India has so far avoided a terrorist strike by al-Qaeda or even by its alter-ego Taliban, despite claims to the contrary by some elements in Pakistan. So the question is: who is India’s biggest enemy among state and non-state actors? Is it al-Qaeda or the Taliban? Or is it blood-thirsty terror outfits like Lashkar-e-Toiba or Jaish-e-Mohammed (the duo have been responsible for dozens of high-profile attacks in India, including an attack on the Indian Parliament)? Or is it instead the Pakistani military and the Inter Services Intelligence (ISI)?
I was addressing a group of college students recently, when I decided to bounce this question to them. After only tentative answers, the ball came back to my side of the court and I was asked to answer my own question. I answered thus:
In strategic terms, India’s biggest enemy is the Pakistani army and the ISI—they are the primary threat. The India-specific terror outfits they are alleged to have spawned are secondary because they would anyway do what their military masters want them to. The Pakistani military establishment has never forgiven India for Pakistan’s dismemberment and carving out of Bangladesh from East Pakistan in 1971. After three wars, Pakistan’s political and military leadership realized that it could not respond to India by military means. So, it seems to many to have instead embarked on a policy of bleeding India white through a thousand cuts, using proxy wars or cross-border terrorism as an instrument of foreign policy.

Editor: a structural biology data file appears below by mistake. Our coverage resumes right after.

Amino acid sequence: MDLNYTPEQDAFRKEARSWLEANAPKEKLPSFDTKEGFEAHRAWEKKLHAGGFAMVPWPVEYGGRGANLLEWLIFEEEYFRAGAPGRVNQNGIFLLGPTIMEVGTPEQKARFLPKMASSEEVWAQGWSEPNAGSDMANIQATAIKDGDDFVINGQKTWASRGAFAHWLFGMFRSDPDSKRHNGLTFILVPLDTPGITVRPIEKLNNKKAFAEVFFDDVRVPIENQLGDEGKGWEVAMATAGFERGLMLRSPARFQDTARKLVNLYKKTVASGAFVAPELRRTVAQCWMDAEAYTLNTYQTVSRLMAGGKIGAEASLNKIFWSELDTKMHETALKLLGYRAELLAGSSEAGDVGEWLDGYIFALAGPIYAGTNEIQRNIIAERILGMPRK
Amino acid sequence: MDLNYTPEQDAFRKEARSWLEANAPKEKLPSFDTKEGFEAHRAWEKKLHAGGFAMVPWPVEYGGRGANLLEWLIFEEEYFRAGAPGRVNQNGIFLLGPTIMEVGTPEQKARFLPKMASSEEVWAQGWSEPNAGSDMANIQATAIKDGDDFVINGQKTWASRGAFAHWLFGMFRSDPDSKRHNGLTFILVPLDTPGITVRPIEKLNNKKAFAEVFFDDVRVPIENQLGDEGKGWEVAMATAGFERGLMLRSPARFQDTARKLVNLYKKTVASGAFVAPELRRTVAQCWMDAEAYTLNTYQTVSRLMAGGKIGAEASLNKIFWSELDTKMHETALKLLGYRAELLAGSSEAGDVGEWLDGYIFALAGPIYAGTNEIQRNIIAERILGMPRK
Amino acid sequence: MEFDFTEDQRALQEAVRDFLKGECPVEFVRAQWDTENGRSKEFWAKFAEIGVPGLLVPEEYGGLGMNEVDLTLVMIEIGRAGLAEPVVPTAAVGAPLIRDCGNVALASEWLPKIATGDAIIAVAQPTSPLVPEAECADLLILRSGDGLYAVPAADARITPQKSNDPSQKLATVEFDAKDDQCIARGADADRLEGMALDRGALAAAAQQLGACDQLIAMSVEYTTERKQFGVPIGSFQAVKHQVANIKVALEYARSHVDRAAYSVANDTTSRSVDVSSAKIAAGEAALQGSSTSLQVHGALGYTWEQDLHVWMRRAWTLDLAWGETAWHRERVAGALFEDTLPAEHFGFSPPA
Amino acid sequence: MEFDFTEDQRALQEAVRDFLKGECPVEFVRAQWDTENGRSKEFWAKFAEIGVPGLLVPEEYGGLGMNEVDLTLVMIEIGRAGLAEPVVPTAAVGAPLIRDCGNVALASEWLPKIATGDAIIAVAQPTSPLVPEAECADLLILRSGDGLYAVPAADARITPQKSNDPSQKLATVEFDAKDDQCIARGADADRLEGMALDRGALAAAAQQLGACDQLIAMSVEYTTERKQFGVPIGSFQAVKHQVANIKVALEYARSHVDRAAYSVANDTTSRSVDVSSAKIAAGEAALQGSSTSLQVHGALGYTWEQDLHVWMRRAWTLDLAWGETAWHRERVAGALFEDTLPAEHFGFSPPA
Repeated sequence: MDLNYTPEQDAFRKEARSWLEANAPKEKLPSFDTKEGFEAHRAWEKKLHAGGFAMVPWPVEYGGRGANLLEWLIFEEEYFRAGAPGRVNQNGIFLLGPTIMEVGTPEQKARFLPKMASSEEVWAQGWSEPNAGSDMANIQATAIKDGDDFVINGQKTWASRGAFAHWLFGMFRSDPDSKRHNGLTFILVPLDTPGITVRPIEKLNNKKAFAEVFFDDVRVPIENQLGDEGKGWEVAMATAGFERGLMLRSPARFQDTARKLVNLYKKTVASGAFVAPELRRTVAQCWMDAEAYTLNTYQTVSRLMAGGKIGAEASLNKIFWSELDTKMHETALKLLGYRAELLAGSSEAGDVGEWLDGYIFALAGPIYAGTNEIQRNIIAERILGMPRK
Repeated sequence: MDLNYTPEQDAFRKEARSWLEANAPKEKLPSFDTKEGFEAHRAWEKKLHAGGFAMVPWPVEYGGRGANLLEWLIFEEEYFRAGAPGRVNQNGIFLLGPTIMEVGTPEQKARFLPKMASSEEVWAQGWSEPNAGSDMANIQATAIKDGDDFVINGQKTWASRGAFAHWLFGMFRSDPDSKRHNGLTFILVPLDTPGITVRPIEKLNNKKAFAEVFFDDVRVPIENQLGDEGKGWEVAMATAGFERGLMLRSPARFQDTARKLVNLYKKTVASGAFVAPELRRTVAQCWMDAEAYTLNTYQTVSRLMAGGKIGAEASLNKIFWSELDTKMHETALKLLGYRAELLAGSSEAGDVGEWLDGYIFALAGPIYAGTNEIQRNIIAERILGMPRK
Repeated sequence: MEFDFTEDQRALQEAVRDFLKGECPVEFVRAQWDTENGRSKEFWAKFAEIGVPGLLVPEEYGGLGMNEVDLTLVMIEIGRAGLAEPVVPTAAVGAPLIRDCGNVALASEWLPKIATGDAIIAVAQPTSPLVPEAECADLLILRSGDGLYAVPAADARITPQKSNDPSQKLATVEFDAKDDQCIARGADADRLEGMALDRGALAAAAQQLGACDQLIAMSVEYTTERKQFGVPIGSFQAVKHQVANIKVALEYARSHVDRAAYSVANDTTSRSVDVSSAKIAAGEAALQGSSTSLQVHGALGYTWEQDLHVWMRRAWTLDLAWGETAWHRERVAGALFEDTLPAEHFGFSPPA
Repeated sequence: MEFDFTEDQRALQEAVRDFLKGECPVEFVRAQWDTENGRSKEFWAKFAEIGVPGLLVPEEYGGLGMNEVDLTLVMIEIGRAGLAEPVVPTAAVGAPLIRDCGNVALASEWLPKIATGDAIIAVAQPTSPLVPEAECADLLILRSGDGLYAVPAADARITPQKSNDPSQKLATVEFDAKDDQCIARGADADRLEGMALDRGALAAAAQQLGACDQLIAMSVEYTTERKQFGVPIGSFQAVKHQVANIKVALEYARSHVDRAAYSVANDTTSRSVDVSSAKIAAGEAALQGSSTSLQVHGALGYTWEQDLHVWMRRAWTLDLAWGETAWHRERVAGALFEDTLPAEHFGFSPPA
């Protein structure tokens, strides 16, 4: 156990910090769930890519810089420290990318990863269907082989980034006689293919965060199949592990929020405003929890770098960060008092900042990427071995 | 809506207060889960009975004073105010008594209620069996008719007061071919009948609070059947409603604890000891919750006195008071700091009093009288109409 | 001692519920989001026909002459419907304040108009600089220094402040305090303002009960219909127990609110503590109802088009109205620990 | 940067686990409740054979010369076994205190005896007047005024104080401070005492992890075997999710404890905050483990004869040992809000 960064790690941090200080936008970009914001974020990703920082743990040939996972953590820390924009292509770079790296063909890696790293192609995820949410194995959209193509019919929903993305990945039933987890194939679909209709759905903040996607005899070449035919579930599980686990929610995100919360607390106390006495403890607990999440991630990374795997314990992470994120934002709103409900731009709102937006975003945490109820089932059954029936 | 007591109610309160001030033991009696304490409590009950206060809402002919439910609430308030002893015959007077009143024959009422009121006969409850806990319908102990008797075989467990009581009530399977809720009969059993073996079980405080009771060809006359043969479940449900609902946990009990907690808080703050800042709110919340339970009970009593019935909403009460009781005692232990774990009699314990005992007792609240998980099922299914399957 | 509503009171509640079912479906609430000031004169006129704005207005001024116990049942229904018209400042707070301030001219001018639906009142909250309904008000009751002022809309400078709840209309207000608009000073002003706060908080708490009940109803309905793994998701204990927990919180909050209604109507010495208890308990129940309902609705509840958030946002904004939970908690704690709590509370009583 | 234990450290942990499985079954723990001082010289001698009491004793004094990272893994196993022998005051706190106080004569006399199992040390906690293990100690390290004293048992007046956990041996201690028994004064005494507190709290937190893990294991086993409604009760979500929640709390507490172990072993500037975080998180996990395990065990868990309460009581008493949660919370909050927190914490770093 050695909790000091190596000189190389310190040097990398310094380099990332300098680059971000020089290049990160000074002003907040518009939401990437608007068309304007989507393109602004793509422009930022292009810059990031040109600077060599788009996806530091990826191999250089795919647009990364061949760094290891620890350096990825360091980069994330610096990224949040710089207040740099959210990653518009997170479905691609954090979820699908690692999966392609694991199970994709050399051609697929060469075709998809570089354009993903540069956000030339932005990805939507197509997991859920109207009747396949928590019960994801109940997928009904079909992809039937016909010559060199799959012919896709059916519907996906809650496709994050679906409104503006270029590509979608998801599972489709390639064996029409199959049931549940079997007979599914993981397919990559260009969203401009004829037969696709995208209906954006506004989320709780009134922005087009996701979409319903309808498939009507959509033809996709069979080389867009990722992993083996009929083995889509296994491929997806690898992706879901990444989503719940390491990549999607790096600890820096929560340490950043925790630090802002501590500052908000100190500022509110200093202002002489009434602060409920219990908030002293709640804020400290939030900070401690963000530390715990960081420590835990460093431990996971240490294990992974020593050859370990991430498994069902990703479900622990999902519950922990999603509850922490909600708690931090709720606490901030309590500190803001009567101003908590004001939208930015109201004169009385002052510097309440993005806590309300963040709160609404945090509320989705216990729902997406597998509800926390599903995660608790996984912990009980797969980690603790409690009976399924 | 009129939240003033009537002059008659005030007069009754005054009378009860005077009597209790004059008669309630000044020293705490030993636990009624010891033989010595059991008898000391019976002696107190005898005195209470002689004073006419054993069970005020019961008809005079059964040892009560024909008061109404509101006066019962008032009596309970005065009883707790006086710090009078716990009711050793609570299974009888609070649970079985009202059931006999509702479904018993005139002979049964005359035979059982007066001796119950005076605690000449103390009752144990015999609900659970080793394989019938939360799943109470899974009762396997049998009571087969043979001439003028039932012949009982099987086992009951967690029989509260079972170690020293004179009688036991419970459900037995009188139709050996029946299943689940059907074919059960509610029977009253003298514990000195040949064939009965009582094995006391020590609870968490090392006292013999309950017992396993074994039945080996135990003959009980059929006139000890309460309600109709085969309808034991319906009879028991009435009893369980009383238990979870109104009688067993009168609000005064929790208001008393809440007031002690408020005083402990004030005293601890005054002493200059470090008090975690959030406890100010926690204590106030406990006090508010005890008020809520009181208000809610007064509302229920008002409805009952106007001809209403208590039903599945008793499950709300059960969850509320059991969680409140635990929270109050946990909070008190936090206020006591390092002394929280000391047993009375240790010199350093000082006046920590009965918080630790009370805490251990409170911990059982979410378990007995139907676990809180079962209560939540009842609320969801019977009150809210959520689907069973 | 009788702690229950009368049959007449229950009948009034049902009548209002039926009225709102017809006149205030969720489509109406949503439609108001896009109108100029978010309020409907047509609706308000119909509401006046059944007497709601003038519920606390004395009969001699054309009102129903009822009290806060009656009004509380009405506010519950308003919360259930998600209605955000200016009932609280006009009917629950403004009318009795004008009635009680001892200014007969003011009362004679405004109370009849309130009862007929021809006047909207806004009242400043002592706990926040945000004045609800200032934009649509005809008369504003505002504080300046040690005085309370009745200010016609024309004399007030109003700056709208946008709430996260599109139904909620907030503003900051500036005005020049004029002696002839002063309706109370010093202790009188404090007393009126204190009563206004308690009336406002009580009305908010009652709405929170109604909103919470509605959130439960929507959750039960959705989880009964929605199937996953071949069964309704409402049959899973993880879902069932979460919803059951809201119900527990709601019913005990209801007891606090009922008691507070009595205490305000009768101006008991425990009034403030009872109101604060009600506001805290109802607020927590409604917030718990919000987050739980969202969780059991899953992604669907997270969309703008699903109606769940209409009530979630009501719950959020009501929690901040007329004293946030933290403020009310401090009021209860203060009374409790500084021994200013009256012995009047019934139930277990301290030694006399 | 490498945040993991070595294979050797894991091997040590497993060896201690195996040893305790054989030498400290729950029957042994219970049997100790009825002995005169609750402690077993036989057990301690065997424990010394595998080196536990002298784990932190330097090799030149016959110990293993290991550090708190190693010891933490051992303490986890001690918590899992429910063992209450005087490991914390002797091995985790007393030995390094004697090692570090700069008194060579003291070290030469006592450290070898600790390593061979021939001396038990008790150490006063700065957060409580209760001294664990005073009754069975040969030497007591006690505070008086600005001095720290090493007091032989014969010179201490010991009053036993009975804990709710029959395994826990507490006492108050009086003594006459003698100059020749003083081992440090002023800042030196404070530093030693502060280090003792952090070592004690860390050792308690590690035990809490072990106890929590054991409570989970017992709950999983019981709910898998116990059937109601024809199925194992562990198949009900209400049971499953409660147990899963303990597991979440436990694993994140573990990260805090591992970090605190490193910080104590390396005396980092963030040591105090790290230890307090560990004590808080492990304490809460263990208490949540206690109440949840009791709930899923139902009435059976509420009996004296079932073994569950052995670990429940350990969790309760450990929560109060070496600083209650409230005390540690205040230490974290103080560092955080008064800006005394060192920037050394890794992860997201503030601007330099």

Al-Qaeda and the Taliban have never actually been directly involved in any terror attack on India to date, although terror activities by Tehreek-e-Taliban in Lahore have reached right up to Indian borders. So, I have a suggestion for Indian policymakers. Why not initiate a dialogue with the Taliban? Yes, they treated us very shoddily during their rule in Afghanistan (1996-2001), a prime example being their handling of the Indian Airlines’ plane hijacking on Christmas Eve in 1999. But such a shrewd chess move would rattle the Pakistani military establishment. And from what I understand, elements of the Indian strategic community are already not too averse to this idea.